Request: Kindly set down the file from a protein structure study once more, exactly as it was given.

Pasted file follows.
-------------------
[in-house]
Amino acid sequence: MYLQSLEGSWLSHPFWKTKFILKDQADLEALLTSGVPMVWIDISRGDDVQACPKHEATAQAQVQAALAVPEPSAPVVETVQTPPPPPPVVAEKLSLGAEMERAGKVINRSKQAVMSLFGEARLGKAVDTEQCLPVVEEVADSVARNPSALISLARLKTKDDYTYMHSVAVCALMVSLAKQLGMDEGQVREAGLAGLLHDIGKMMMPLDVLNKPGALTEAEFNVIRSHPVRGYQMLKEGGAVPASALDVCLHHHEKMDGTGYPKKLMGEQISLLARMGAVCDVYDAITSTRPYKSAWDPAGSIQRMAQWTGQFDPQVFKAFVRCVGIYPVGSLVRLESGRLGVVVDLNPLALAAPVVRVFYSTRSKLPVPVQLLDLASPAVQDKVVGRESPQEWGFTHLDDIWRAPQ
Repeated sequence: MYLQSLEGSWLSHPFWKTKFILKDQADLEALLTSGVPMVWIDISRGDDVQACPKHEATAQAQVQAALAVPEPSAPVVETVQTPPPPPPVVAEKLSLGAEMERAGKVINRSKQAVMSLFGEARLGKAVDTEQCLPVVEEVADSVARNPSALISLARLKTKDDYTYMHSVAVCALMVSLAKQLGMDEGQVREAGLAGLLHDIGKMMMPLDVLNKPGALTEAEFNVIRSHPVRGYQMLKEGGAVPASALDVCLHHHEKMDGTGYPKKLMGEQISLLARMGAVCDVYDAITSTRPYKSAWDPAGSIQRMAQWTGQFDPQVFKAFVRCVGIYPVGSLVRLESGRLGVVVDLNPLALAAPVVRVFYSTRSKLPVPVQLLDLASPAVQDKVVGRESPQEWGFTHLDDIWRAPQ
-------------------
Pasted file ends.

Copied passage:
[in-house]
Amino acid sequence: MYLQSLEGSWLSHPFWKTKFILKDQADLEALLTSGVPMVWIDISRGDDVQACPKHEATAQAQVQAALAVPEPSAPVVETVQTPPPPPPVVAEKLSLGAEMERAGKVINRSKQAVMSLFGEARLGKAVDTEQCLPVVEEVADSVARNPSALISLARLKTKDDYTYMHSVAVCALMVSLAKQLGMDEGQVREAGLAGLLHDIGKMMMPLDVLNKPGALTEAEFNVIRSHPVRGYQMLKEGGAVPASALDVCLHHHEKMDGTGYPKKLMGEQISLLARMGAVCDVYDAITSTRPYKSAWDPAGSIQRMAQWTGQFDPQVFKAFVRCVGIYPVGSLVRLESGRLGVVVDLNPLALAAPVVRVFYSTRSKLPVPVQLLDLASPAVQDKVVGRESPQEWGFTHLDDIWRAPQ
Repeated sequence: MYLQSLEGSWLSHPFWKTKFILKDQADLEALLTSGVPMVWIDISRGDDVQACPKHEATAQAQVQAALAVPEPSAPVVETVQTPPPPPPVVAEKLSLGAEMERAGKVINRSKQAVMSLFGEARLGKAVDTEQCLPVVEEVADSVARNPSALISLARLKTKDDYTYMHSVAVCALMVSLAKQLGMDEGQVREAGLAGLLHDIGKMMMPLDVLNKPGALTEAEFNVIRSHPVRGYQMLKEGGAVPASALDVCLHHHEKMDGTGYPKKLMGEQISLLARMGAVCDVYDAITSTRPYKSAWDPAGSIQRMAQWTGQFDPQVFKAFVRCVGIYPVGSLVRLESGRLGVVVDLNPLALAAPVVRVFYSTRSKLPVPVQLLDLASPAVQDKVVGRESPQEWGFTHLDDIWRAPQ